(related to Proposition: Prop. 12.12: Volumes of Similar Cones and Cylinders are in Triplicate Ratio of Diameters of Bases)

- Let there be similar cones and cylinders of which the bases (are) the circles $ABCD$ and $EFGH$, the diameters of the bases (are) $BD$ and $FH$, and the axes of the cones and cylinders (are) $KL$ and $MN$ (respectively).
- I say that the cone whose base [is] [circle]bookofproofs$690 $ABCD$, and apex the point $L$, has to the cone whose base [is] [circle]bookofproofs$690 $EFGH$, and apex the point $N$, the cubed ratio that $BD$ (has) to $FH$.

- For if cone $ABCDL$ does not have to cone $EFGHN$ the cubed ratio that $BD$ (has) to $FH$ then cone $ABCDL$ will have the cubed ratio to some solid either less than, or greater than, cone $EFGHN$.
- Let it, first of all, have (such a ratio) to (some) lesser (solid), $O$.
- And let the square $EFGH$ have been inscribed in circle $EFGH$ [Prop. 4.6].
- Thus, square $EFGH$ is greater than half of circle $EFGH$ [Prop. 12.2].
- And let a pyramid having the same apex as the cone have been set up on square $EFGH$.
- Thus, the pyramid set up is greater than the half part of the cone [Prop. 12.10].
- So, let the circumferences $EF$, $FG$, $GH$, and $HE$ have been cut in half at points $P$, $Q$, $R$, and $S$ (respectively).
- And let $EP$, $PF$, $FQ$, $QG$, $GR$, $RH$, $HS$, and $SE$ have been joined.
- And, thus, each of the triangles $EPF$, $FQG$, $GRH$, and $HSE$ is greater than the half part of the segment of circle $EFGH$ about it [Prop. 12.2].
- And let a pyramid having the same apex as the cone have been set up on each of the triangles $EPF$, $FQG$, $GRH$, and $HSE$.
- And thus each of the pyramids set up is greater than the half part of the segment of the cone about it [Prop. 12.10].
- So, (if) the remaining circumferences are cut in half, and straight lines are joined, and pyramids having the same apex as the cone are set up on each of the triangles, and this is done continually, then we will (eventually) leave some segments of the cone whose (sum) is less than the excess by which cone $EFGHN$ exceeds solid $O$ [Prop. 10.1].
- Let them have been left, and let them be the (segments) on $EP$, $PF$, $FQ$, $QG$, $GR$, $RH$, $HS$, and $SE$.
- Thus, the remaining pyramid whose base is polygon $EPFQGRHS$, and apex the point $N$, is greater than solid $O$.
- And let the polygon $ATBUCVDW$, similar, and similarly laid out, to polygon $EPFQGRHS$, have been inscribed in circle $ABCD$ [Prop. 6.18].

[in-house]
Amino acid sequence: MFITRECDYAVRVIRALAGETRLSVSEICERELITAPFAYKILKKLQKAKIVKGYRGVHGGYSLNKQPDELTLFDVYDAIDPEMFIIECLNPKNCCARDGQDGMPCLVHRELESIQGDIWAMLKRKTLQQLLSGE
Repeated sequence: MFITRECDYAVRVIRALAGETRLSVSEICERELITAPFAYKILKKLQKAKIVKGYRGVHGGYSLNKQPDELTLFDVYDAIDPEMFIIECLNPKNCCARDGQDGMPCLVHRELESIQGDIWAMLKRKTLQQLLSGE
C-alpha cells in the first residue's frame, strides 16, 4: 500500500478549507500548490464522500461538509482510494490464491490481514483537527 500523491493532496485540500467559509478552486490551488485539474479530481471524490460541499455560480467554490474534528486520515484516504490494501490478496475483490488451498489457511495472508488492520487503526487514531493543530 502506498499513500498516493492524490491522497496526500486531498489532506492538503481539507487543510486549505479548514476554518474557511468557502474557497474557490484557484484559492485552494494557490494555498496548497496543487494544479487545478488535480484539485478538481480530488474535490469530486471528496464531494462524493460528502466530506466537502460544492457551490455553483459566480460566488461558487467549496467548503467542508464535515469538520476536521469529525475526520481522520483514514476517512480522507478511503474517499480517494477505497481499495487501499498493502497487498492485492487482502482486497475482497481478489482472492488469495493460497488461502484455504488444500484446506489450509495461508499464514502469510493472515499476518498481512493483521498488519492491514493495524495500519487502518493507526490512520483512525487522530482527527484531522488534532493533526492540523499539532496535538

- And let a pyramid having the same apex as the cone have been set up on polygon $ATBUCVDW$.
- And let $LBT$ be one of the triangles containing the pyramid whose base is polygon $ATBUCVDW$, and apex the point $L$.
- And let $NFP$ be one of the triangles containing the pyramid whose base is triangle $EPFQGRHS$, and apex the point $N$.
- And let $KT$ and $MP$ have been joined.
- And since cone $ABCDL$ is similar to cone $EFGHN$, thus as $BD$ is to $FH$, so axis $KL$ (is) to axis $MN$ [Def. 11.24].
- And as $BD$ (is) to $FH$, so $BK$ (is) to $FM$.
- And, thus, as $BK$ (is) to $FM$, so $KL$ (is) to $MN$.
- And, alternately, as $BK$ (is) to $KL$, so $FM$ (is) to $MN$ [Prop. 5.16].
- And the sides around the equal angles $BKL$ and $FMN$ are proportional.
- Thus, triangle $BKL$ is similar to triangle $FMN$ [Prop. 6.6].
- Again, since as $BK$ (is) to $KT$, so $FM$ (is) to $MP$, and (they are) about the equal angles $BKT$ and $FMP$, inasmuch as whatever part angle $BKT$ is of the four right angles at the center $K$, angle $FMP$ is also the same part of the four right angles at the center $M$.
- Therefore, since the sides about equal angles are proportional, triangle $BKT$ is thus similar to traingle $FMP$ [Prop. 6.6].
- Again, since it was shown that as $BK$ (is) to $KL$, so $FM$ (is) to $MN$, and $BK$ (is) equal to $KT$, and $FM$ to $PM$, thus as $TK$ (is) to $KL$, so $PM$ (is) to $MN$.
- And the sides about the equal angles $TKL$ and $PMN$ - for (they are both) right angles - are proportional.
- Thus, triangle $LKT$ (is) similar to triangle $NMP$ [Prop. 6.6].
- And since, on account of the similarity of triangles $LKB$ and $NMF$, as $LB$ (is) to $BK$, so $NF$ (is) to $FM$, and, on account of the similarity of triangles $BKT$ and $FMP$, as $KB$ (is) to $BT$, so $MF$ (is) to $FP$ [Def. 6.1] , thus, via equality, as $LB$ (is) to $BT$, so $NF$ (is) to $FP$ [Prop. 5.22].
- Again, since, on account of the similarity of triangles $LTK$ and $NPM$, as $LT$ (is) to $TK$, so $NP$ (is) to $PM$, and, on account of the similarity of triangles $TKB$ and $PMF$, as $KT$ (is) to $TB$, so $MP$ (is) to $PF$, thus, via equality, as $LT$ (is) to $TB$, so $NP$ (is) to $PF$ [Prop. 5.22].